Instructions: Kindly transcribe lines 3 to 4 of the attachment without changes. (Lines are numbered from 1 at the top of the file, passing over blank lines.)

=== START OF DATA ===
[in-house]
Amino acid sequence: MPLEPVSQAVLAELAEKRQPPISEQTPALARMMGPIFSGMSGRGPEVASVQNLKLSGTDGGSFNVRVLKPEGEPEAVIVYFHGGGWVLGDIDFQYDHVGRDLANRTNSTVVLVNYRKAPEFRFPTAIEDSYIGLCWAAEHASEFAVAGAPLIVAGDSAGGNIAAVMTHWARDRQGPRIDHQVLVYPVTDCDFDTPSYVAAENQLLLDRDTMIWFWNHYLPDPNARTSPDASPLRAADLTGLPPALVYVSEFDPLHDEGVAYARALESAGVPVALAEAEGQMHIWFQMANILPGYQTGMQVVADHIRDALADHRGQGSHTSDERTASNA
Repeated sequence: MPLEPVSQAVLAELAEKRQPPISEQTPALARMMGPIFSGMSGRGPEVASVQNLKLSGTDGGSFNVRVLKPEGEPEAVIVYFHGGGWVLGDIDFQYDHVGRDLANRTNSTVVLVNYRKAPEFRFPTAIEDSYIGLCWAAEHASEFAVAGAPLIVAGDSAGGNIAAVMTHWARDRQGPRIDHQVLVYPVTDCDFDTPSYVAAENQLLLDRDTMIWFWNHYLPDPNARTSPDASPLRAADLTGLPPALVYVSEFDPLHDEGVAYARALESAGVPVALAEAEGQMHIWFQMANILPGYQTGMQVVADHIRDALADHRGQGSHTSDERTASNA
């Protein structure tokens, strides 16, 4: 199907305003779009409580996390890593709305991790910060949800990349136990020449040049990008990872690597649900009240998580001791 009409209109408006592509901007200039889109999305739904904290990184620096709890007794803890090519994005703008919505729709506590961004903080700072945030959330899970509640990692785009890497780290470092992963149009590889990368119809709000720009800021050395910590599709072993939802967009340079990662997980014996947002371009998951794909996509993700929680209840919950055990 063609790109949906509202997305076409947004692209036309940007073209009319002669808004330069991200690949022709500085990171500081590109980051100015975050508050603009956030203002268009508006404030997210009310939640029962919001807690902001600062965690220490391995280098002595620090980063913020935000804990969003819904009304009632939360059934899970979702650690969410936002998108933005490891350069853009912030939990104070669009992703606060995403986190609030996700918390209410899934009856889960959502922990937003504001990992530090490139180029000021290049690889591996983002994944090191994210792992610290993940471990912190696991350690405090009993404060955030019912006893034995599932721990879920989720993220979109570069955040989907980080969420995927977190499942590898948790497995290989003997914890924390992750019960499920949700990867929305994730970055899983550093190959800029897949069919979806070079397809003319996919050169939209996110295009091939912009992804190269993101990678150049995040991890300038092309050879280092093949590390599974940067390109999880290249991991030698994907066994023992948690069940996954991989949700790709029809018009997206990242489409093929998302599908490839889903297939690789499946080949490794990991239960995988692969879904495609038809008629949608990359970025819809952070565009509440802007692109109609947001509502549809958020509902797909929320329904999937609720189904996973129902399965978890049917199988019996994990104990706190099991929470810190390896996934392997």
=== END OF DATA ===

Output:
Repeated sequence: MPLEPVSQAVLAELAEKRQPPISEQTPALARMMGPIFSGMSGRGPEVASVQNLKLSGTDGGSFNVRVLKPEGEPEAVIVYFHGGGWVLGDIDFQYDHVGRDLANRTNSTVVLVNYRKAPEFRFPTAIEDSYIGLCWAAEHASEFAVAGAPLIVAGDSAGGNIAAVMTHWARDRQGPRIDHQVLVYPVTDCDFDTPSYVAAENQLLLDRDTMIWFWNHYLPDPNARTSPDASPLRAADLTGLPPALVYVSEFDPLHDEGVAYARALESAGVPVALAEAEGQMHIWFQMANILPGYQTGMQVVADHIRDALADHRGQGSHTSDERTASNA
């Protein structure tokens, strides 16, 4: 199907305003779009409580996390890593709305991790910060949800990349136990020449040049990008990872690597649900009240998580001791 009409209109408006592509901007200039889109999305739904904290990184620096709890007794803890090519994005703008919505729709506590961004903080700072945030959330899970509640990692785009890497780290470092992963149009590889990368119809709000720009800021050395910590599709072993939802967009340079990662997980014996947002371009998951794909996509993700929680209840919950055990 063609790109949906509202997305076409947004692209036309940007073209009319002669808004330069991200690949022709500085990171500081590109980051100015975050508050603009956030203002268009508006404030997210009310939640029962919001807690902001600062965690220490391995280098002595620090980063913020935000804990969003819904009304009632939360059934899970979702650690969410936002998108933005490891350069853009912030939990104070669009992703606060995403986190609030996700918390209410899934009856889960959502922990937003504001990992530090490139180029000021290049690889591996983002994944090191994210792992610290993940471990912190696991350690405090009993404060955030019912006893034995599932721990879920989720993220979109570069955040989907980080969420995927977190499942590898948790497995290989003997914890924390992750019960499920949700990867929305994730970055899983550093190959800029897949069919979806070079397809003319996919050169939209996110295009091939912009992804190269993101990678150049995040991890300038092309050879280092093949590390599974940067390109999880290249991991030698994907066994023992948690069940996954991989949700790709029809018009997206990242489409093929998302599908490839889903297939690789499946080949490794990991239960995988692969879904495609038809008629949608990359970025819809952070565009509440802007692109109609947001509502549809958020509902797909929320329904999937609720189904996973129902399965978890049917199988019996994990104990706190099991929470810190390896996934392997």